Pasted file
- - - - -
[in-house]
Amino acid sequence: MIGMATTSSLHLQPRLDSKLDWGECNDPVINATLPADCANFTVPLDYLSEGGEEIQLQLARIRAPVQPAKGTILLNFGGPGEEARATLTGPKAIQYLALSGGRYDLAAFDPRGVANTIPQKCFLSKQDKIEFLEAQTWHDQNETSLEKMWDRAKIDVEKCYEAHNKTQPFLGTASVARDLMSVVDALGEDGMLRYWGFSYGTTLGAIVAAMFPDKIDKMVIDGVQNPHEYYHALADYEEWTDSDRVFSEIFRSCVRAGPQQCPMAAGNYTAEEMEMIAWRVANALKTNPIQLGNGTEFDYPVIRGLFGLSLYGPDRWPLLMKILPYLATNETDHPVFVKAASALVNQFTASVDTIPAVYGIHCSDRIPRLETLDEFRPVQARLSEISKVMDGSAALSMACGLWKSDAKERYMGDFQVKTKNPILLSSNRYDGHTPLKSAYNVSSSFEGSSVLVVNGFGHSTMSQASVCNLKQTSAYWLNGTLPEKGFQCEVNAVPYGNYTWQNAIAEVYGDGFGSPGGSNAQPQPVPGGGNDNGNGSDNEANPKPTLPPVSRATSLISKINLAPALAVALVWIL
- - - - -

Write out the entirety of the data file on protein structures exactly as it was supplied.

[in-house]
Amino acid sequence: MIGMATTSSLHLQPRLDSKLDWGECNDPVINATLPADCANFTVPLDYLSEGGEEIQLQLARIRAPVQPAKGTILLNFGGPGEEARATLTGPKAIQYLALSGGRYDLAAFDPRGVANTIPQKCFLSKQDKIEFLEAQTWHDQNETSLEKMWDRAKIDVEKCYEAHNKTQPFLGTASVARDLMSVVDALGEDGMLRYWGFSYGTTLGAIVAAMFPDKIDKMVIDGVQNPHEYYHALADYEEWTDSDRVFSEIFRSCVRAGPQQCPMAAGNYTAEEMEMIAWRVANALKTNPIQLGNGTEFDYPVIRGLFGLSLYGPDRWPLLMKILPYLATNETDHPVFVKAASALVNQFTASVDTIPAVYGIHCSDRIPRLETLDEFRPVQARLSEISKVMDGSAALSMACGLWKSDAKERYMGDFQVKTKNPILLSSNRYDGHTPLKSAYNVSSSFEGSSVLVVNGFGHSTMSQASVCNLKQTSAYWLNGTLPEKGFQCEVNAVPYGNYTWQNAIAEVYGDGFGSPGGSNAQPQPVPGGGNDNGNGSDNEANPKPTLPPVSRATSLISKINLAPALAVALVWIL